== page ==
Speaker Ryan to call for major regulatory reforms

Speaker Ryan to call for major regulatory reforms
© Greg Nash

Speaker Paul RyanPaul Davis RyanDemocrats hit Scalia over LGBTQ rights Three-way clash set to dominate Democratic debate Krystal Ball touts Sanders odds in Texas MORE (R-Wis.) will call for major regulatory reforms Tuesday.

The GOP regulatory agenda would give lawmakers more power over regulators and more authority to reject controversial rules.

The plan, to be unveiled Tuesday afternoon as part of a broader GOP policy agenda, also focuses on eliminating costly and outdated regulations.

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“We have too many regulations, but the real problem is that we have too many bad regulations,” the GOP leadership wrote in the plan.

The effort will include a renewed push for legislation that would give Congress the final say over major regulations.

The Regulations from the Executive in Need of Scrutiny (REINS) Act passed the House last July but has stalled in the Senate amid President Obama’s threat to veto the bill.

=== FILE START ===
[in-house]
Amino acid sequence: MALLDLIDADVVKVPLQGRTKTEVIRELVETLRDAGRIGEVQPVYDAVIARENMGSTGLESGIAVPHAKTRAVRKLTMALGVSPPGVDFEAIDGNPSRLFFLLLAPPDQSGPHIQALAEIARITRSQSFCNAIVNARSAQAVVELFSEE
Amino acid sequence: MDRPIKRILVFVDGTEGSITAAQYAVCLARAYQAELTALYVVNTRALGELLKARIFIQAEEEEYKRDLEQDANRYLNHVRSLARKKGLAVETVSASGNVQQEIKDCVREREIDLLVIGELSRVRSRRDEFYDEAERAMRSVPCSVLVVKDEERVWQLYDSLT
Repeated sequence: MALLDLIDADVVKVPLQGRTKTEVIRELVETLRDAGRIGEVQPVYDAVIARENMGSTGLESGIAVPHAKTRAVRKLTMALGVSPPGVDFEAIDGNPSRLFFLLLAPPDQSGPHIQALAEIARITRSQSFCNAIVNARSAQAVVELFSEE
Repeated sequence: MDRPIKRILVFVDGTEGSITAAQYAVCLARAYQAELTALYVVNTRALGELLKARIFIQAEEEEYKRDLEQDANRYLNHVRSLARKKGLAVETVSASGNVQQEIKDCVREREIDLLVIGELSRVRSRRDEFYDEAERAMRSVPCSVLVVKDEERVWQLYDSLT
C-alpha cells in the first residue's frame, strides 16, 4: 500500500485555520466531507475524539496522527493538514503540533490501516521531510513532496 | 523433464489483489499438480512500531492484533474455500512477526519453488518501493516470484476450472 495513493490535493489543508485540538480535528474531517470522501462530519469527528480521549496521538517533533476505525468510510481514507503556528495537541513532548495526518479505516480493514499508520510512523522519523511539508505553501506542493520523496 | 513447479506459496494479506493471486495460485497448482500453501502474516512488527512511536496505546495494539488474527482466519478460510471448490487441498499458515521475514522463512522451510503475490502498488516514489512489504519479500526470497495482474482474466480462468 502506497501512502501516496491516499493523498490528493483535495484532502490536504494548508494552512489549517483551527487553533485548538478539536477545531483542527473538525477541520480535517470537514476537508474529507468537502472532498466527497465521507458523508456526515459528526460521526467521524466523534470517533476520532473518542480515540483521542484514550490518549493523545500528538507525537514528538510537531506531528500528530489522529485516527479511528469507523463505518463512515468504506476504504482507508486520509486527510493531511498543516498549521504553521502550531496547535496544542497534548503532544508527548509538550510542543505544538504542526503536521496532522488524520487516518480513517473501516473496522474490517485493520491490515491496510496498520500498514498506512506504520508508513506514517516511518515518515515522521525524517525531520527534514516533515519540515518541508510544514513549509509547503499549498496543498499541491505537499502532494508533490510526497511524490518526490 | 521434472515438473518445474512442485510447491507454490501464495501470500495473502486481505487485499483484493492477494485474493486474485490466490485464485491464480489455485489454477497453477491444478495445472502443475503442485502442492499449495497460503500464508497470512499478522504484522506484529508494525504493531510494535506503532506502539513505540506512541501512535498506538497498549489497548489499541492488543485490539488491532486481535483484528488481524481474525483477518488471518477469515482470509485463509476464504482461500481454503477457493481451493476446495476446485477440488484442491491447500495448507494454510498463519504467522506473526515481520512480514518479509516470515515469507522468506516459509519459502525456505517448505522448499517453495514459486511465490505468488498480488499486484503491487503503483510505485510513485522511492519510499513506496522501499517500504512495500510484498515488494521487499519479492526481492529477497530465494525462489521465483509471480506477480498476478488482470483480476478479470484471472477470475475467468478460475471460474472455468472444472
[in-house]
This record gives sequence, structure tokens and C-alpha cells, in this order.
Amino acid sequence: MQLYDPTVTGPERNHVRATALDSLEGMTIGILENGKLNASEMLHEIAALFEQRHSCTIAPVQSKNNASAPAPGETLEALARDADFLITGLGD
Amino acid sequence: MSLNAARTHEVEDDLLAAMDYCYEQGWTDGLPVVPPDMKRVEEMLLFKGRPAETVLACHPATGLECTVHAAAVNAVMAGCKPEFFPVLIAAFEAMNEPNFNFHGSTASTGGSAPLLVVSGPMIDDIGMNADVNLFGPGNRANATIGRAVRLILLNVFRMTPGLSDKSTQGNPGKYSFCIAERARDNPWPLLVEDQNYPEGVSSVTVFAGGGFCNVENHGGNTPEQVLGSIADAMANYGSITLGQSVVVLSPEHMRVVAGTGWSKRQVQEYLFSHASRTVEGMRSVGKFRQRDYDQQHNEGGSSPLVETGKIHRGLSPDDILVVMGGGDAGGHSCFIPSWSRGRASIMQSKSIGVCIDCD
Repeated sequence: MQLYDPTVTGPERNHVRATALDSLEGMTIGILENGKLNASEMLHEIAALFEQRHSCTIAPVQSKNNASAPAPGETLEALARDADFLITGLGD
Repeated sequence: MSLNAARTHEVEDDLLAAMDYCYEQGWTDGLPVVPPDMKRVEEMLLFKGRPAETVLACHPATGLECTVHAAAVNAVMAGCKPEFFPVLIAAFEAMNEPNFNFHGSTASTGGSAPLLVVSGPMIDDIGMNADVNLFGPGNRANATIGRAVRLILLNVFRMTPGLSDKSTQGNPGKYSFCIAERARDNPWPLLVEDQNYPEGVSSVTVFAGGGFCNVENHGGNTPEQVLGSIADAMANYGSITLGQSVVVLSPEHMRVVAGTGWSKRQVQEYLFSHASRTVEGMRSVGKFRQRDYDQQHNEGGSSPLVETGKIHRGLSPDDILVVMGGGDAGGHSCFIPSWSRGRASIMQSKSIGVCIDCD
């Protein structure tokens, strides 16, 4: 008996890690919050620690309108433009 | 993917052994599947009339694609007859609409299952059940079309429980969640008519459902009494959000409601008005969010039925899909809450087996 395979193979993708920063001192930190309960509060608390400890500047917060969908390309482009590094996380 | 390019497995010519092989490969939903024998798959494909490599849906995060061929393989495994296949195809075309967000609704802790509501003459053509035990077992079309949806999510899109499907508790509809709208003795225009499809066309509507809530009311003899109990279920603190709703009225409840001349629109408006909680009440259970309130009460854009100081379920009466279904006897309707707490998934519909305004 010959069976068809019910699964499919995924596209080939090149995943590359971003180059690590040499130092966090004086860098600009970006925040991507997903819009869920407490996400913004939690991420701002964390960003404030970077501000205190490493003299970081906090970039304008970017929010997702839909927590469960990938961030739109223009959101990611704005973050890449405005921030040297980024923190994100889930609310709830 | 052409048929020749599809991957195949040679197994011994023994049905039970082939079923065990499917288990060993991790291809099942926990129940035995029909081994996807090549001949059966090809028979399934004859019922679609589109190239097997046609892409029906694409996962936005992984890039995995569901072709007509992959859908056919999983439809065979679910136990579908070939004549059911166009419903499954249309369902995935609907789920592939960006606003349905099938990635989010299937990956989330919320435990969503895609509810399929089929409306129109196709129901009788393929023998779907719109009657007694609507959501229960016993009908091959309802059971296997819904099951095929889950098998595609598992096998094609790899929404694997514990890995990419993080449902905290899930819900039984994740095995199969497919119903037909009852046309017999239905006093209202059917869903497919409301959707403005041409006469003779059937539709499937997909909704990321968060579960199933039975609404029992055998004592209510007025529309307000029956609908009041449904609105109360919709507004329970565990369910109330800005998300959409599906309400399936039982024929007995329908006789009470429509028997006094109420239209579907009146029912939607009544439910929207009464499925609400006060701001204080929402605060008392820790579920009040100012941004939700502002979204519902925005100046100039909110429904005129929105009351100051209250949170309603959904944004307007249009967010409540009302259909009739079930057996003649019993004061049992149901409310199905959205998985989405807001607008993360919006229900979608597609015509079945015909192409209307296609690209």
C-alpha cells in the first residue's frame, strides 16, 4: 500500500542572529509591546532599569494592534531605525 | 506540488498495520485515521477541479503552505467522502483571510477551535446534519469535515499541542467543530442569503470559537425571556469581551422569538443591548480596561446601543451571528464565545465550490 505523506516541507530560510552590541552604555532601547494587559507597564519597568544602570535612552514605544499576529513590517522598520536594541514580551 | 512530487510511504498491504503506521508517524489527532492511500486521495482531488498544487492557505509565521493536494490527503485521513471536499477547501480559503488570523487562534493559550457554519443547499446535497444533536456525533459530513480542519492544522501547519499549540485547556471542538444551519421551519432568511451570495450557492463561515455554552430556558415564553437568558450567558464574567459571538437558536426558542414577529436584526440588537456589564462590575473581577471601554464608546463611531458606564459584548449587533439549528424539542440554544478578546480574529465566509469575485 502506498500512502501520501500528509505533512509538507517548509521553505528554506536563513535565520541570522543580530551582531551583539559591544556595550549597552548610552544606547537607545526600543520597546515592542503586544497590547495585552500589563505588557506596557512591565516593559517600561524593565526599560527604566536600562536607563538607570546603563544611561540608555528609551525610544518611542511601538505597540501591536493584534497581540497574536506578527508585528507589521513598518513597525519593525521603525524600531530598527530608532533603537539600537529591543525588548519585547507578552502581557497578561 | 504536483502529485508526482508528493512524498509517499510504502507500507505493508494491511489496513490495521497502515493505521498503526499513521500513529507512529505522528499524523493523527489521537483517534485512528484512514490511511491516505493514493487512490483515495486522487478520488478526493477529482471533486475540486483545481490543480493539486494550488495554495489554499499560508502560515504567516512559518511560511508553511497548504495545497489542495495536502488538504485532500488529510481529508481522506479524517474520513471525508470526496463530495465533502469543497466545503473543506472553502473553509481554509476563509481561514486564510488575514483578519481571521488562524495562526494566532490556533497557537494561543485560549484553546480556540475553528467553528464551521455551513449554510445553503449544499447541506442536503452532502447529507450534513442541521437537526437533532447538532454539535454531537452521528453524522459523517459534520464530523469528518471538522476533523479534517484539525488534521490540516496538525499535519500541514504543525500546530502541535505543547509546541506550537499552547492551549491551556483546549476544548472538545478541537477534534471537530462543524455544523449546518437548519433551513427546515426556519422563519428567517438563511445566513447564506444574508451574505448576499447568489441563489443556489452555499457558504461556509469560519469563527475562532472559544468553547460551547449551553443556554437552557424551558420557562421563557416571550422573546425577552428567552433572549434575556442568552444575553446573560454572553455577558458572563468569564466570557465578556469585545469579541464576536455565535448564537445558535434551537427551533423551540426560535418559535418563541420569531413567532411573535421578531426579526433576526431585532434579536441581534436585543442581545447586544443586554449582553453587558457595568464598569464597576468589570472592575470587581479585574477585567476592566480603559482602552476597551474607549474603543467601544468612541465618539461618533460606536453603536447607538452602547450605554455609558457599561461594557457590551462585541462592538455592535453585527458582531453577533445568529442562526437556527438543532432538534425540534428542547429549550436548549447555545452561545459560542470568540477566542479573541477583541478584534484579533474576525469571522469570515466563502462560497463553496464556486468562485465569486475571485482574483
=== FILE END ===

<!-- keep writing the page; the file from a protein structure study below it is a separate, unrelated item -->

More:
"Congressional approval should be required for major new regulations,” the House Republican policy agenda reads.

Ryan will also push for a regulatory budget that Republicans say will force federal agencies to focus on their “highest priorities.” Critics, however, say it would handcuff regulators.

"Congress should also consider a first-ever regulatory budget that would place limits on the amount of regulatory costs federal agencies can impose each year,” the Republicans wrote. 

"Once the budget limit is reached, the agency could not enact or issue any more regulations,” they added.

Regulators would also be instructed to implement the “least-costly” regulations.

Republicans point to a need for “spring cleaning” at federal agencies, calling for the creation of an independent commission that could eliminate outdated regulations.

The Searching for and Cutting Regulations That Are Unnecessarily Burdensome (SCRUB) Act would do that. It passed the House in January but has also stalled in the Senate amid another veto threat by President Obama.

"The agencies themselves have shown little interest in revisiting their past regulations and thinning out those that have proven to be ineffective, outdated, or unnecessarily expensive,” Republicans wrote. "For this reason, there is need for an independent body to subject existing regulations to periodic review."

Aside from the regulatory reform initiatives, Republicans are also looking  to address various energy, environment and finance rules.